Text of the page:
Since last summer, Leeds have been playing like a team possessed. Determined to shake off their growing reputation as the EFL's resident bottle merchants after throwing away the title last term and losing to Derby in the playoffs, prior to the break they were looking unbeatable.
Five wins on the spin without conceding a single goal had seen them recover had seen them recover from a frail February, and they sat a point clear at the top of the division - with seven points between them and third.
But life comes at you fast.
Coming off the back of taking 16 points from 18 games, it seems harsh to say, but in truth it was a performance very much in line with what we've come to expect from Leeds when the ball is in their court.
The pattern was all too familiar; starting well, tailing off, falling behind, and losing the plot. An encouraging start was smashed to pieces when Junior Hoilett powered in an impressive first-half opener, though there were more than a few Leeds players at fault.
The first goal was followed by a touching tribute to Cardiff legend Peter Whittingham, who passed away in March.
Despite Bielsa's increasingly animated touch-line antics, his players failed to respond, and any residue of that pre-match positivity was eradicated completely on 71 minutes when some awful defending - if it can even be described as 'defending' - allowed Robert Glatzel in for an impressive second.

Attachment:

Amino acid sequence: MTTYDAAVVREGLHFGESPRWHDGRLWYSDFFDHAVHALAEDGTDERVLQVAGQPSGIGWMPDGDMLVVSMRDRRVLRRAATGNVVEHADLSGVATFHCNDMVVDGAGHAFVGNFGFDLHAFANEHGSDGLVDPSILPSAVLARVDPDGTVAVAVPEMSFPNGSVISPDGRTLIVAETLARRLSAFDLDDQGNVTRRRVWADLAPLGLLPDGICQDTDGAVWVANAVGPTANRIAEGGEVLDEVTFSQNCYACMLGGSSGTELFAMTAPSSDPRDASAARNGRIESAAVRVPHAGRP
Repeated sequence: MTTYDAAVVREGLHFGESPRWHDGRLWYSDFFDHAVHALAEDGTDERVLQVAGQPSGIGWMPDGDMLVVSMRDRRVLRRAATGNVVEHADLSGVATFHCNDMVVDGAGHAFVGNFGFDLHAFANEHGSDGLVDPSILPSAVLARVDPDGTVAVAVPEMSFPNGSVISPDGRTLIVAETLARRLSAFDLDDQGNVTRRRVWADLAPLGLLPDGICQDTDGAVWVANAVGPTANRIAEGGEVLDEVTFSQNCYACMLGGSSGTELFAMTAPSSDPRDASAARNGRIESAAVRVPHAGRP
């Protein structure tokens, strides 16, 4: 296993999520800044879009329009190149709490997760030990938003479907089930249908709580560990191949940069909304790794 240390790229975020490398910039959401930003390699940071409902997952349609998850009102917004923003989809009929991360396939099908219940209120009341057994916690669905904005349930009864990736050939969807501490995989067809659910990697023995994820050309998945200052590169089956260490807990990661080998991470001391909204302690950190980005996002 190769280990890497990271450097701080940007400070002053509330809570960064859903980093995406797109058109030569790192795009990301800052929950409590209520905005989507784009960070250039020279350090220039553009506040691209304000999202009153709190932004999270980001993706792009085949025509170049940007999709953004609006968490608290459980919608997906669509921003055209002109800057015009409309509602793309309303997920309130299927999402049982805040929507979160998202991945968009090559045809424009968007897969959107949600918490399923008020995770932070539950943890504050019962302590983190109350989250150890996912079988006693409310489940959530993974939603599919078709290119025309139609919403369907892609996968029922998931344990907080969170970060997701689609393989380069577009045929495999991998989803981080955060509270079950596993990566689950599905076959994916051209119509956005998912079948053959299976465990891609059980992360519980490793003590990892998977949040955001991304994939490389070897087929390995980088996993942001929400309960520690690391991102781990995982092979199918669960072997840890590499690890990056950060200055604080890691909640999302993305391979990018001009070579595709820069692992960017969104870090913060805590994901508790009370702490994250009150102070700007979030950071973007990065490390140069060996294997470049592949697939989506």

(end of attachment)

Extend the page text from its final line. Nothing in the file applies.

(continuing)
The replies to that one were about exactly what you'd expect - utter carnage, with even Arsenal taking a snide bodying.
Cardiff were well worth their win, and some took that fairly well.
Others not so much.
If anyone was wondering what a football stadium looks like in the current climate, BBC Wales had you covered.
The new surroundings seemed to have a positive effect on a rejuvenated Cardiff, who continued their supernaturally good record against Leeds.
All in all, it wasn't a *complete disaster* for United. WBA and Fulham both dropping points on Saturday mean they've got away with one, just about, but it will feel like an opportunity missed.
The form table, meanwhile, suggests they might well need to improve, or risk becoming English football's laughing stock once again come the end of July.
But while Leeds' slip-up has grabbed the headlines, you'be remiss in not lumping some serious praise in Cardiff's direction. Neil Harris has pieced a struggling team back together, and they are now within goal difference of a playoff spot.
Those hopes of an immediate Premier League return live - just about.